kelly brogan fluoride hypocrisy

In part one of this series,1 it was revealed that Kelly Brogan, M.D., sells an aluminum-laden health supplement while simultaneously (falsely) linking small amounts of aluminum to myriad serious health problems, and fear-mongering the population at large into avoiding safe, effective vaccines.  Here, in part two, we’ll look at a second “toxic” ingredient found in the same Brogan supplement.  It’s particularly important to point out Brogan’s hypocrisy and questionable medical practices at this time, as she’s been named to the advisory board of the popular SXSW Conference, taking place March 9-17, 2018,  in Austin, TX.2,3

At question in part two of this series is fluoride, an anion of the element fluorine.  Kelly Brogan, without evidence, links fluoride to depression, low IQ, labels it an endocrine-disrupting poison, and implicates it in birth defects.6,7,8,9

Sigh. Alex, I’ll take “Products Sold in Kelly Brogan’s Online Store,”10 and make it a true Daily Double:

kelly brogan fluoride real salt resources

A two-image composite of the Real Salt sold by Kelly Brogan via her online store. The salt contains fluoride, which Brogan links to birth defects, depression, and neurological disorders. (click/enlarge)

Real Salt.  That’s certainly better than fake salt!  Allow me to point out an ingredient of particular interest for you (click image to enlarge):11

Kelly Brogran SXSW fluoride image

Kelly Brogan’s Real Salt contains fluoride, an anion she falsely links to a plethora of diseases, even when used in small amounts. Why then is she selling it? (click/enlarge)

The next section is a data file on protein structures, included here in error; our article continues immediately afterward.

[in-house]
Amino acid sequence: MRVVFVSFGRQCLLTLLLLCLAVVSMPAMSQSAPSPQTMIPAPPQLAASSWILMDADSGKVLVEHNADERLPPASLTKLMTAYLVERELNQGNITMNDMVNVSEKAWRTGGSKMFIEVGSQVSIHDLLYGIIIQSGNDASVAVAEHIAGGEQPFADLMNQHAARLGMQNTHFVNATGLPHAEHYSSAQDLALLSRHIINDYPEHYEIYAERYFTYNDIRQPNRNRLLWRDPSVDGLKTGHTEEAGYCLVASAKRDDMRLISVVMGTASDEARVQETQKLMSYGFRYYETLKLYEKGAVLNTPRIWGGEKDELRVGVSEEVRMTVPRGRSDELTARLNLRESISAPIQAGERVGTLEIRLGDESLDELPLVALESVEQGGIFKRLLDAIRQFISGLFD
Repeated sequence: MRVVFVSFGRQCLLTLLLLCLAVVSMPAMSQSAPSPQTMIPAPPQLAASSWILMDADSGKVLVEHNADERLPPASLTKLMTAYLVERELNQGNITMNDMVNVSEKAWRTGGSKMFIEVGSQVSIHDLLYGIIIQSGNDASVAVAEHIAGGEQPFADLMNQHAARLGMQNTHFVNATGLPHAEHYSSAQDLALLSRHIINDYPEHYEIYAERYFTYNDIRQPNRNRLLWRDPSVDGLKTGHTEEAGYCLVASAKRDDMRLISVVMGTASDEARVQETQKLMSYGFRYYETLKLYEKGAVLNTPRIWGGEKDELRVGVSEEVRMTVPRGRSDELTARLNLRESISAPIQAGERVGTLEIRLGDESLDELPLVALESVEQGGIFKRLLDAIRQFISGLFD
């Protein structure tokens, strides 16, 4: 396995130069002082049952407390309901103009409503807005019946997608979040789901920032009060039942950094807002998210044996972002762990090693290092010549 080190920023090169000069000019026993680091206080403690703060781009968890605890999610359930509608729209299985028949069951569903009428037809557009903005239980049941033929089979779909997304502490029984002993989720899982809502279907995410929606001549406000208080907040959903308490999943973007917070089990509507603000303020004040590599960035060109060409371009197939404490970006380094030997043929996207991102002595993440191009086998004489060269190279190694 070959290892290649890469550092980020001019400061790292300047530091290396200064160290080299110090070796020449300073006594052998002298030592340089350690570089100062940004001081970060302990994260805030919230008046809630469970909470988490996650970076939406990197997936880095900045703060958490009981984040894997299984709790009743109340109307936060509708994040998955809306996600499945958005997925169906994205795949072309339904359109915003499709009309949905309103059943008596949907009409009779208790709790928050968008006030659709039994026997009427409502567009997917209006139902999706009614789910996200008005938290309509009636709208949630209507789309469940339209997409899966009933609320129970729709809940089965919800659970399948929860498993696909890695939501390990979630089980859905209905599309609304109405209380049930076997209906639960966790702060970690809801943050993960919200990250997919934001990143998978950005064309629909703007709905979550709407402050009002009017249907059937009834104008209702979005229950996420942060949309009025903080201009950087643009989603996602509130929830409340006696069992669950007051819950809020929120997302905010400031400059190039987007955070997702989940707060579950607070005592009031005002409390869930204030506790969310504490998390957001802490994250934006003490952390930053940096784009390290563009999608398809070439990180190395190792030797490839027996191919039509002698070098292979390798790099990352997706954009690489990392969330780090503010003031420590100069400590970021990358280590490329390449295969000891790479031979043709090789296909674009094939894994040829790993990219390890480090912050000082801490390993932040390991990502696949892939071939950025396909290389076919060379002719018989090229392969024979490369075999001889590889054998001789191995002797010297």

Do you see it?  Fluoride! I’ve highlighted it for you (click the above image to enlarge).  Yet wasn’t Doc Brogan just this very moment warning us that fluoride caused health problems?    Now, 0.0193mg per serving (13.8 parts per million) might not seem like a lot, but let’s see what Kelly Brogan herself thinks about the presence of wee amounts of an element she’s linked to birth defects:6,7,8,9

We thought that chemicals were only dangerous in big doses.

An entire burgeoning field of toxicology now endorses the role of the endocrine system in the toxic effects of even small doses of chemicals, which can synergize together to wreak havoc in dose ranges as low as parts-per-billion and which regulators still don’t consider in toxicological risk assessments.” (emphasis mine) –Kelly Brogan 12

 

So Kelly Brogan, Medicine Woman, apparently would agree that the small dose of fluoride in her product is enough to be dangerous.  But wait, it gets worse: when Brogan speaks of “synergy”, she’s referring to the concept that the outcome of mixing two chemicals is greater than the expected sum of their parts.  If you’re into tropical drinks, think of synergy like this… it’s the “lime in d’coconut” moment your tastebuds experience when you realize your beverage is fruitier than either the lime or coconut itself could provide on their own.  If you don’t like lime or coconut, and the purists will forgive me, think of synergy as sort of 2 + 2 = 4½.

Why does synergy matter in this discussion?  Because in this same supplement we’ve already caught Brogan red-handed selling more aluminum than can be found in the vaccines she wrongly demonizes.1 Now she’s added fluoride to the mix. If, according to Brogan, small amounts of aluminum are linked to Alzheimer’s,1 and fluoride to birth defects,6,7,8,9 and synergy comes into play when combining even small amounts of “toxic” chemicals such as these, what are we to say then when we find fluoride and aluminum together, locked in a tender embrace, in aisle three, row five, shelf number four, of her online store?